Kissel wins bid to seek hearing in highest court

PUBLISHED : Wednesday, 11 February, 2009, 12:00am
UPDATED : Wednesday, 11 February, 2009, 12:00am

Nancy Kissel, the so-called Milkshake Murderer, has cleared a key hurdle in a bid to fight her conviction in the city's top court.

The Court of Appeal ruled yesterday that Kissel, 44, could petition the Court of Final Appeal to hear the case, four years after she was found guilty of murdering her investment banker husband Robert in a sensational trial that enthralled Hong Kong.

The mother of three, who was jailed for life, must now ask the city's highest court for a hearing.

Yesterday, a three-judge panel - Mr Justice Frank Stock, Mr Justice Michael Stuart-Moore and Mr Justice Alan Wright - said the American-born Kissel's case raised a specific legal issue of 'great and general importance'.

That legal point was whether prosecutors could cross-examine defendants about statements made by their lawyers at a bail hearing.

The ruling comes several months after the same judges quashed Kissel's appeal against conviction and rejected claims she had not received a fair trial.

But the trio agreed the legal issue raised by Kissel's bail hearing was a matter that should be heard by the Court of Final Appeal.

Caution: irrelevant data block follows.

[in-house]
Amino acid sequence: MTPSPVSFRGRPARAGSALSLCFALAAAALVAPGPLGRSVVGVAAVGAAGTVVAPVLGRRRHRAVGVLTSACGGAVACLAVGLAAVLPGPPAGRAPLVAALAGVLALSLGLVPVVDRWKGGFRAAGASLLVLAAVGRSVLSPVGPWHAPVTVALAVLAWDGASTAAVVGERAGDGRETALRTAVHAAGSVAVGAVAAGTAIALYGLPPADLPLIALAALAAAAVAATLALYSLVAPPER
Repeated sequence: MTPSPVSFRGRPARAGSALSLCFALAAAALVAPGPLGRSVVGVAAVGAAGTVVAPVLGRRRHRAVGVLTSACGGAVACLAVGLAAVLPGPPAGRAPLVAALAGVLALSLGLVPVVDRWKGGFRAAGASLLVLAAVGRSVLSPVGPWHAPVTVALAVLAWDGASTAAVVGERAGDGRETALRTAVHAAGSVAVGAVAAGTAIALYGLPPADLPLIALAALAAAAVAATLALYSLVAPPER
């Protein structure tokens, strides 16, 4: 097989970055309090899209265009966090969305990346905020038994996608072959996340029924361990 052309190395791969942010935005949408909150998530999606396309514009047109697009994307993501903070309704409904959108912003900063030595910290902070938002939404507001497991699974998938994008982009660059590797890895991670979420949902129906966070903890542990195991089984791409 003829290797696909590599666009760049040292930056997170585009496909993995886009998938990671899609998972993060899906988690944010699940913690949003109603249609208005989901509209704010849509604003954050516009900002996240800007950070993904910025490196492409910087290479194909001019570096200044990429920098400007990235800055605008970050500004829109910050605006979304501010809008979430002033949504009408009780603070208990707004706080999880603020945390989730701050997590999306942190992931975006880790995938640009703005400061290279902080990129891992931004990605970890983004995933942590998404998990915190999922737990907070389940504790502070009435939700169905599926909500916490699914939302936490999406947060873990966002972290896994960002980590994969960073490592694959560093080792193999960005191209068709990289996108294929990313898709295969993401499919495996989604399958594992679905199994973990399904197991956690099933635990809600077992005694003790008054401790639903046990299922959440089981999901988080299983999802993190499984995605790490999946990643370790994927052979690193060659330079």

Kissel's lawyers told a November 2004 bail hearing that her mental state was normal, an opinion they weren't qualified to offer, barrister Alexander King SC said.

The prosecution later questioned Kissel about those statements to attack her claims of a mental breakdown, which the trial judge should have disallowed, Mr King told the court before its ruling.

Kissel could be granted a fresh trial if the top court, after agreeing to hear the case, was convinced that the bail hearing dealt her a 'grave or substantial injustice'.

'Our position is that [those statements] can never be the subject of cross-examination,' Mr King told the hearing. 'There was plenty of admissible evidence upon which the prosecution could argue to the jury that Mrs Kissel's mental state was normal and her allegation of meltdown, and amnesia, was something she had made up.'

Kissel's lawyers argued that she had lashed out in a rage against an abusive, cocaine-addicted husband.

The marathon trial in 2005 heard how Kissel fed her husband, a senior executive at US investment bank Merrill Lynch, a drug-laced milkshake on November 2, 2003, before bludgeoning him to death with a heavy ornament.